I was thinking of going to Woooton this morning, but made a last minute change and went to Governor Bridge.
It was cool this morning, with good light, and a few birds cooperated.
I started bug hunting early, and found some nice stuff right away, including a spectacular spider and a nice Black Racer.
It seems to me I’m seeing fewer Eastern Phoebes than last year.
It took a while to locate this Eastern Towhee even though he was singing loudly.
I saw several Red Eyed Vireos foraging in pairs.
Blue Grosbeaks breed at Governor Bridge.
This Common Yellowthroat was also serenading.
This Black Racer is probably the same one I’ve seen twice before.
This is the largest Wolf Spider I’ve seen in MD.
Wikipedia:”Wolf spiders resemble Nursery web spiders (family Pisauridae), but wolf spiders carry their egg sacs by attaching them to their spinnerets (Pisauridae carry their egg sacs with their chelicerae and pedipalps). Two of the Wolf spider’s eight eyes are large and prominent, which distinguishes them from the Nursery web spiders whose eyes are all of approximately equal size. This can also help distinguish them from grass spiders.”
The good weather ended abruptly yesterday, and today wasn’t much better. Gray and cloudy isn’t a recipe for good birding and so it went. Only a few birds were about, and it was hard to get a pose from them.
The cool weather slowed the bugs down and allowed me some good images.
This White Eyed Vireo was looking for breakfast.
It was partly cloudy and cool this morning, and I didn’t have plan, so I headed to Governor Bridge to try to do as well as last time. The birds weren’t as cooperative, but there were plenty of bugs to look at.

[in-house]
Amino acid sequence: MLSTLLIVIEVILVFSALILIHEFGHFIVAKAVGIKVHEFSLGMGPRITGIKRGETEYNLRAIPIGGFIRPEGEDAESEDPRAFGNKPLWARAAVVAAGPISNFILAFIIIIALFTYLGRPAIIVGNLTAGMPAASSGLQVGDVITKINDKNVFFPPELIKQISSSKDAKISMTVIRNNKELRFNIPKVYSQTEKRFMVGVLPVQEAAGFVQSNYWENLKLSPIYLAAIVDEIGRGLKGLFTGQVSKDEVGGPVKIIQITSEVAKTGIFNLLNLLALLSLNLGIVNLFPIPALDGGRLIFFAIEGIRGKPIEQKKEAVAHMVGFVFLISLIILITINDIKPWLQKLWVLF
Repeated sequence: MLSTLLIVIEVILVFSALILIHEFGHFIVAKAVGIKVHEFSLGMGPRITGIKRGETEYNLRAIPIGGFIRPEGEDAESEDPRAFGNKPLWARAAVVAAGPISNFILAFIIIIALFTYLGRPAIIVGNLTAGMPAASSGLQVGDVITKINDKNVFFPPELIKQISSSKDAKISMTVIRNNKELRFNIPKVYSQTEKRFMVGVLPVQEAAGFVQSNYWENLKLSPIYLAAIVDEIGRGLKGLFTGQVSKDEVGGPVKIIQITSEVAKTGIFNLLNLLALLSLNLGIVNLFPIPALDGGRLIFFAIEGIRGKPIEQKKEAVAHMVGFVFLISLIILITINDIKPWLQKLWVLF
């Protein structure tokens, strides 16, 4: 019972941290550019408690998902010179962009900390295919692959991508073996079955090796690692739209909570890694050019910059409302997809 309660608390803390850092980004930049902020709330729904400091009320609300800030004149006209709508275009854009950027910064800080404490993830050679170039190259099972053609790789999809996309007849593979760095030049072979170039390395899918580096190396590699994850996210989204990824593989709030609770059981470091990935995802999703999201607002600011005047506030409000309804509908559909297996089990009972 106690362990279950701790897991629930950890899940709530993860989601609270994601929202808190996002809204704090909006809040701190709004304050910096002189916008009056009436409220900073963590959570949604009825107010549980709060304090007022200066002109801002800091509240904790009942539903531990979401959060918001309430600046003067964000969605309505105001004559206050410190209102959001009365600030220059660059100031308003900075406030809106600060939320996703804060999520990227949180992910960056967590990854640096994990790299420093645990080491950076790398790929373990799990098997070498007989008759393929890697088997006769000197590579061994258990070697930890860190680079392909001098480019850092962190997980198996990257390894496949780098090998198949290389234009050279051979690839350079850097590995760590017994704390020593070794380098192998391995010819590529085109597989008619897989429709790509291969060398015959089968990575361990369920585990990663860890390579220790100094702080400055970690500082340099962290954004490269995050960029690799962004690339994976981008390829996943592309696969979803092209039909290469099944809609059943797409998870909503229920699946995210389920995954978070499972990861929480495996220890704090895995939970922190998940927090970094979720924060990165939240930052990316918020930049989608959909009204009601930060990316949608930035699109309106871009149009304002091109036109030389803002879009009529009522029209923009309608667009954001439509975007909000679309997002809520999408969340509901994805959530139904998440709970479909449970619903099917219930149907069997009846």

This turtle might have been looking for a place to lay eggs.
There are many Indigo Buntings at Governor Bridge.
I’m not sure how this Northern Cardinal got so wet.
Wikipedia:”Their breeding habitat is wooded swamps, shallow lakes, marshes or ponds, and creeks in eastern North America, the west coast of the United States and western Mexico. They usually nest in cavities in trees close to water, although they will take advantage of nesting boxes in wetland locations if available. Females line their nests with feathers and other soft materials, and the elevation provides some protection from predators. Unlike most other ducks, the wood duck has sharp claws for perching in trees and can, in southern regions, produce two broods in a single season—the only North American duck that can do so.”
And a couple of flowers.
I left early this morning to beat the heat and humidity, but it was getting uncomfortable by 9:00. Very few birds were about, but I dig up a few bugs.
And a snail for good measure.
The perfect weather continued today. I had thought thought stay closer to home today, but I felt inspired by the weather, so I set out for Bowie.
I was very pleasantly surprised to find the Tanager right away, and few others posed as well.
Bug hunting was productive also.
Red Eyed Vireos are heard throughout the parks.
This Common Yellowthroat looks a bit bedraggled.